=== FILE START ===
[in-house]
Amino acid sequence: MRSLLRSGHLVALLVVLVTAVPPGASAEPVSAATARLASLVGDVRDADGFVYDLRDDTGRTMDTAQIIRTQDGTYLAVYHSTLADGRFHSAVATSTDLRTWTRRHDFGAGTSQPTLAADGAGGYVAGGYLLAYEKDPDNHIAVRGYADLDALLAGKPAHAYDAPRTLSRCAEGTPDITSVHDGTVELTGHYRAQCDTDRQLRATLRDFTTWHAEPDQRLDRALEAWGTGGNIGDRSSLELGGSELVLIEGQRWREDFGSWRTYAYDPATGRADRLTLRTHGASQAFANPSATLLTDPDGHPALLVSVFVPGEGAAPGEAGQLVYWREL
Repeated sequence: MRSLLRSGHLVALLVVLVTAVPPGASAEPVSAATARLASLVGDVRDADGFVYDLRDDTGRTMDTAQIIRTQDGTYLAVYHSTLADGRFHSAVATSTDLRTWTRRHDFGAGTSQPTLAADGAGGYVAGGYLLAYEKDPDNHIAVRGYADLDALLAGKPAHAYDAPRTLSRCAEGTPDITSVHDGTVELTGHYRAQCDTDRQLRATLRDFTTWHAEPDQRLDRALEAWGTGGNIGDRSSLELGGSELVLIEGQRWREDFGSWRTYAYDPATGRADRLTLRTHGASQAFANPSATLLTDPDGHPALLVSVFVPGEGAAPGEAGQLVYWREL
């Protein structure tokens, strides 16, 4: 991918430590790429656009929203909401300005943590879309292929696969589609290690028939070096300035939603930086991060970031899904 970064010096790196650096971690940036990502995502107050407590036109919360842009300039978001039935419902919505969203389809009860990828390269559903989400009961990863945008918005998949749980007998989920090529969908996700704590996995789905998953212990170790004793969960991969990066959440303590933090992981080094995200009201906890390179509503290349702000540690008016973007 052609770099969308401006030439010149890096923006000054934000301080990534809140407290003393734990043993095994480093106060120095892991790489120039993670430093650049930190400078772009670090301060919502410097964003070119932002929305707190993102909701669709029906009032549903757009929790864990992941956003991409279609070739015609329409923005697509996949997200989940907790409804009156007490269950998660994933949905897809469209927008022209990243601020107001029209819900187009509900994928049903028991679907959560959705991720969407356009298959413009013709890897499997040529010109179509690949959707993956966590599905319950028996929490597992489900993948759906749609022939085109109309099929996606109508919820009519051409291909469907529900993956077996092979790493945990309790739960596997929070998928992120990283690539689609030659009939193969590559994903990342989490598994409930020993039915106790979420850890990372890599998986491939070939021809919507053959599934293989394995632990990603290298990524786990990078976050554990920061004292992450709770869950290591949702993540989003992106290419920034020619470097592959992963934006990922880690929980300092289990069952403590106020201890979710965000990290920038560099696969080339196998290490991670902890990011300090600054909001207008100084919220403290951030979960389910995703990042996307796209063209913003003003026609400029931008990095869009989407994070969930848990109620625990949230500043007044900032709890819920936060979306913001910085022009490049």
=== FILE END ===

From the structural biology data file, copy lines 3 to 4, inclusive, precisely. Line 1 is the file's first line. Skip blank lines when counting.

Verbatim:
Repeated sequence: MRSLLRSGHLVALLVVLVTAVPPGASAEPVSAATARLASLVGDVRDADGFVYDLRDDTGRTMDTAQIIRTQDGTYLAVYHSTLADGRFHSAVATSTDLRTWTRRHDFGAGTSQPTLAADGAGGYVAGGYLLAYEKDPDNHIAVRGYADLDALLAGKPAHAYDAPRTLSRCAEGTPDITSVHDGTVELTGHYRAQCDTDRQLRATLRDFTTWHAEPDQRLDRALEAWGTGGNIGDRSSLELGGSELVLIEGQRWREDFGSWRTYAYDPATGRADRLTLRTHGASQAFANPSATLLTDPDGHPALLVSVFVPGEGAAPGEAGQLVYWREL
């Protein structure tokens, strides 16, 4: 991918430590790429656009929203909401300005943590879309292929696969589609290690028939070096300035939603930086991060970031899904 970064010096790196650096971690940036990502995502107050407590036109919360842009300039978001039935419902919505969203389809009860990828390269559903989400009961990863945008918005998949749980007998989920090529969908996700704590996995789905998953212990170790004793969960991969990066959440303590933090992981080094995200009201906890390179509503290349702000540690008016973007 052609770099969308401006030439010149890096923006000054934000301080990534809140407290003393734990043993095994480093106060120095892991790489120039993670430093650049930190400078772009670090301060919502410097964003070119932002929305707190993102909701669709029906009032549903757009929790864990992941956003991409279609070739015609329409923005697509996949997200989940907790409804009156007490269950998660994933949905897809469209927008022209990243601020107001029209819900187009509900994928049903028991679907959560959705991720969407356009298959413009013709890897499997040529010109179509690949959707993956966590599905319950028996929490597992489900993948759906749609022939085109109309099929996606109508919820009519051409291909469907529900993956077996092979790493945990309790739960596997929070998928992120990283690539689609030659009939193969590559994903990342989490598994409930020993039915106790979420850890990372890599998986491939070939021809919507053959599934293989394995632990990603290298990524786990990078976050554990920061004292992450709770869950290591949702993540989003992106290419920034020619470097592959992963934006990922880690929980300092289990069952403590106020201890979710965000990290920038560099696969080339196998290490991670902890990011300090600054909001207008100084919220403290951030979960389910995703990042996307796209063209913003003003026609400029931008990095869009989407994070969930848990109620625990949230500043007044900032709890819920936060979306913001910085022009490049």